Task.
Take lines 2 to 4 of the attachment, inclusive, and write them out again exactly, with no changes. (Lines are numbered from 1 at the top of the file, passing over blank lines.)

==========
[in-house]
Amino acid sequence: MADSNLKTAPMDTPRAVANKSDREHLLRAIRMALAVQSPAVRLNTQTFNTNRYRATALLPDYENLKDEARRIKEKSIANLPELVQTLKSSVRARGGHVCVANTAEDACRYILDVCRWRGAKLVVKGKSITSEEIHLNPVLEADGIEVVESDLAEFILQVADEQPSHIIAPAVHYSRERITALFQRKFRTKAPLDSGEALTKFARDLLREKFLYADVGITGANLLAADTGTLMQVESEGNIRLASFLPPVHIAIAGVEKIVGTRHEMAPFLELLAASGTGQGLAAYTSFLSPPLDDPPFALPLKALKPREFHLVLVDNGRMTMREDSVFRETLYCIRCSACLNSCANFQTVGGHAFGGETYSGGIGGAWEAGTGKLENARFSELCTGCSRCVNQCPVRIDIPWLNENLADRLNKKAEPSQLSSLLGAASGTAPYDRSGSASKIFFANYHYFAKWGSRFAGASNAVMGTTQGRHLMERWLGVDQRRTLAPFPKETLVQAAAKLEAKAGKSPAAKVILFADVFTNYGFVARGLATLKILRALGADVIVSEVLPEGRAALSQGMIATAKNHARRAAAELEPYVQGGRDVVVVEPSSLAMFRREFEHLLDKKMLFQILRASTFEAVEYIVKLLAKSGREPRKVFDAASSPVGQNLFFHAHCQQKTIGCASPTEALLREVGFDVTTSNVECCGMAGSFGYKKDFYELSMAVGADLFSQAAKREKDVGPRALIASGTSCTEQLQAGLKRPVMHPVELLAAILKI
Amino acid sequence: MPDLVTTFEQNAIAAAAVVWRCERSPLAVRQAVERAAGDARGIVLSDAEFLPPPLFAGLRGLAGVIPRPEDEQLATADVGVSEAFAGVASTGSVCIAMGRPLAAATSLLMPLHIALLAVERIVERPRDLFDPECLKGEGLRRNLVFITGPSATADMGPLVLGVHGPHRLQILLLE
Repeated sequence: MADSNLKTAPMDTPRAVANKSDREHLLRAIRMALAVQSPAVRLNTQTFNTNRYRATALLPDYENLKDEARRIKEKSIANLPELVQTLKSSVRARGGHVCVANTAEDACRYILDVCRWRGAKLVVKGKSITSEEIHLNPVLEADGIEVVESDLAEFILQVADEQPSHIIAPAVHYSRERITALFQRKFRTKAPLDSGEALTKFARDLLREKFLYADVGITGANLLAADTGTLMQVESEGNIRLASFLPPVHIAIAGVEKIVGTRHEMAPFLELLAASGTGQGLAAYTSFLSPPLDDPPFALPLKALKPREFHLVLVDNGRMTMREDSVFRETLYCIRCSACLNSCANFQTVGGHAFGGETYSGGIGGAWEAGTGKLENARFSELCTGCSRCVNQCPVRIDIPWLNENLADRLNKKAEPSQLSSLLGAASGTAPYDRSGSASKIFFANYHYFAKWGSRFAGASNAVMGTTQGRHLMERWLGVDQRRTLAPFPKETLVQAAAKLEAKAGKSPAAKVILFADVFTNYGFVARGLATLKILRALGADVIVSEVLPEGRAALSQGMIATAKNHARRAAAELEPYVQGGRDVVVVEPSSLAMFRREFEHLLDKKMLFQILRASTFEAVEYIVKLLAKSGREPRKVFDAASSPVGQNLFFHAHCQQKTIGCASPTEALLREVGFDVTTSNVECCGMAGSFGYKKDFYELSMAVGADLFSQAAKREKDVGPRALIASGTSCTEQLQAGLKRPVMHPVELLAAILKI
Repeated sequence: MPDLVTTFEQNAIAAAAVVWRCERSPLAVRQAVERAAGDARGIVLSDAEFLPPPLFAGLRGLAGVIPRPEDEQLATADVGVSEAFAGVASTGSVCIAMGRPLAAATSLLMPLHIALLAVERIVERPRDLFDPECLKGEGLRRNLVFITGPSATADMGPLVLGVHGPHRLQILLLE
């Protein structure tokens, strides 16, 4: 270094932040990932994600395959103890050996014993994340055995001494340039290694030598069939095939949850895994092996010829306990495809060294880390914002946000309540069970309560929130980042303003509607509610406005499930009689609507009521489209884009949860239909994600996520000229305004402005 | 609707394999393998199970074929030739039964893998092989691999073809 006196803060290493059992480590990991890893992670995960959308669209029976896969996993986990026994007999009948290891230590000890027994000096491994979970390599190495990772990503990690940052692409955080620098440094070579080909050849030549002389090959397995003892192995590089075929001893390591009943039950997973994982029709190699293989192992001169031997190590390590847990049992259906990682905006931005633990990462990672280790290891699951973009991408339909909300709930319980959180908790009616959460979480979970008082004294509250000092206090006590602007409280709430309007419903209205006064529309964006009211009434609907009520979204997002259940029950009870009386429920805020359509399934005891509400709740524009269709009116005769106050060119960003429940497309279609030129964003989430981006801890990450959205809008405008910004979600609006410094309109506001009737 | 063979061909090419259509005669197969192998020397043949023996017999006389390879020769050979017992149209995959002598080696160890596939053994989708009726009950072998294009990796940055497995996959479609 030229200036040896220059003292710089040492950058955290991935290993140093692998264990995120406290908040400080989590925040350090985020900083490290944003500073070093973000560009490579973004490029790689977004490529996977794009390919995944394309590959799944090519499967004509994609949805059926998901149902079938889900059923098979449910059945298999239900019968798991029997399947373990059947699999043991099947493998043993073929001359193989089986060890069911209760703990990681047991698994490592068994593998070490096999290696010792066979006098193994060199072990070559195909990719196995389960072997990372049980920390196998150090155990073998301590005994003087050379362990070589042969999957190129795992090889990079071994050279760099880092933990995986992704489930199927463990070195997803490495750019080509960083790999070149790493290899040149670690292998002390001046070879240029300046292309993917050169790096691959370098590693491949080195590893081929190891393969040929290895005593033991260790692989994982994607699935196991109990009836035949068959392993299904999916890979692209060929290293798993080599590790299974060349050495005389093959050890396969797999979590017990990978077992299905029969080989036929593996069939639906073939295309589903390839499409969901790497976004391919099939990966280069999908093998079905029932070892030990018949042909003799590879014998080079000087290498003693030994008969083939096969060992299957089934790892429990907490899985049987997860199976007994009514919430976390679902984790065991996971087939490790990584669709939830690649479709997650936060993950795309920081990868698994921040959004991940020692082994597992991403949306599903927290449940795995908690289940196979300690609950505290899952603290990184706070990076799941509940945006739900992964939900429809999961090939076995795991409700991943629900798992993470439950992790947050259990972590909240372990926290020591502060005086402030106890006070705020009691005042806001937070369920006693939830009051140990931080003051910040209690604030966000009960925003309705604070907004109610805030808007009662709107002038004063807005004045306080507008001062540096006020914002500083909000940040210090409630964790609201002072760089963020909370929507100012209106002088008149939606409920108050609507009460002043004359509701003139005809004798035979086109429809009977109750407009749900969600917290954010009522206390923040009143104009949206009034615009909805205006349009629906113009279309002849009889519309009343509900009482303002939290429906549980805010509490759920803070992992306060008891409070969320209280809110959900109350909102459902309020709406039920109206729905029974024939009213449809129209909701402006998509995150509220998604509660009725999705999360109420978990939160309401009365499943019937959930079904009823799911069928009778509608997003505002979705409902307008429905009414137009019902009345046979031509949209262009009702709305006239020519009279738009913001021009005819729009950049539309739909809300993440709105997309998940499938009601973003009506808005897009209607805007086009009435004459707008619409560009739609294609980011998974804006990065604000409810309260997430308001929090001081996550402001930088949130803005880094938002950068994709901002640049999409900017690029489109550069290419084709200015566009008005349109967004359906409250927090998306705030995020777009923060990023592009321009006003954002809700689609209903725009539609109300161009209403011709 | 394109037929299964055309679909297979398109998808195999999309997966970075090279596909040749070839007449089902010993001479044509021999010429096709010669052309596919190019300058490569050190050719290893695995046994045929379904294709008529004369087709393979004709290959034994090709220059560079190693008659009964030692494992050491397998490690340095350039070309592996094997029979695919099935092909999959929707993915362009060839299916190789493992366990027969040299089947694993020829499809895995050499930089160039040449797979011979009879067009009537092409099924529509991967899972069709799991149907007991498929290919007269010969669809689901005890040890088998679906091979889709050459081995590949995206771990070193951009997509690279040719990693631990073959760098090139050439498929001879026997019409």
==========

Amino acid sequence: MADSNLKTAPMDTPRAVANKSDREHLLRAIRMALAVQSPAVRLNTQTFNTNRYRATALLPDYENLKDEARRIKEKSIANLPELVQTLKSSVRARGGHVCVANTAEDACRYILDVCRWRGAKLVVKGKSITSEEIHLNPVLEADGIEVVESDLAEFILQVADEQPSHIIAPAVHYSRERITALFQRKFRTKAPLDSGEALTKFARDLLREKFLYADVGITGANLLAADTGTLMQVESEGNIRLASFLPPVHIAIAGVEKIVGTRHEMAPFLELLAASGTGQGLAAYTSFLSPPLDDPPFALPLKALKPREFHLVLVDNGRMTMREDSVFRETLYCIRCSACLNSCANFQTVGGHAFGGETYSGGIGGAWEAGTGKLENARFSELCTGCSRCVNQCPVRIDIPWLNENLADRLNKKAEPSQLSSLLGAASGTAPYDRSGSASKIFFANYHYFAKWGSRFAGASNAVMGTTQGRHLMERWLGVDQRRTLAPFPKETLVQAAAKLEAKAGKSPAAKVILFADVFTNYGFVARGLATLKILRALGADVIVSEVLPEGRAALSQGMIATAKNHARRAAAELEPYVQGGRDVVVVEPSSLAMFRREFEHLLDKKMLFQILRASTFEAVEYIVKLLAKSGREPRKVFDAASSPVGQNLFFHAHCQQKTIGCASPTEALLREVGFDVTTSNVECCGMAGSFGYKKDFYELSMAVGADLFSQAAKREKDVGPRALIASGTSCTEQLQAGLKRPVMHPVELLAAILKI
Amino acid sequence: MPDLVTTFEQNAIAAAAVVWRCERSPLAVRQAVERAAGDARGIVLSDAEFLPPPLFAGLRGLAGVIPRPEDEQLATADVGVSEAFAGVASTGSVCIAMGRPLAAATSLLMPLHIALLAVERIVERPRDLFDPECLKGEGLRRNLVFITGPSATADMGPLVLGVHGPHRLQILLLE
Repeated sequence: MADSNLKTAPMDTPRAVANKSDREHLLRAIRMALAVQSPAVRLNTQTFNTNRYRATALLPDYENLKDEARRIKEKSIANLPELVQTLKSSVRARGGHVCVANTAEDACRYILDVCRWRGAKLVVKGKSITSEEIHLNPVLEADGIEVVESDLAEFILQVADEQPSHIIAPAVHYSRERITALFQRKFRTKAPLDSGEALTKFARDLLREKFLYADVGITGANLLAADTGTLMQVESEGNIRLASFLPPVHIAIAGVEKIVGTRHEMAPFLELLAASGTGQGLAAYTSFLSPPLDDPPFALPLKALKPREFHLVLVDNGRMTMREDSVFRETLYCIRCSACLNSCANFQTVGGHAFGGETYSGGIGGAWEAGTGKLENARFSELCTGCSRCVNQCPVRIDIPWLNENLADRLNKKAEPSQLSSLLGAASGTAPYDRSGSASKIFFANYHYFAKWGSRFAGASNAVMGTTQGRHLMERWLGVDQRRTLAPFPKETLVQAAAKLEAKAGKSPAAKVILFADVFTNYGFVARGLATLKILRALGADVIVSEVLPEGRAALSQGMIATAKNHARRAAAELEPYVQGGRDVVVVEPSSLAMFRREFEHLLDKKMLFQILRASTFEAVEYIVKLLAKSGREPRKVFDAASSPVGQNLFFHAHCQQKTIGCASPTEALLREVGFDVTTSNVECCGMAGSFGYKKDFYELSMAVGADLFSQAAKREKDVGPRALIASGTSCTEQLQAGLKRPVMHPVELLAAILKI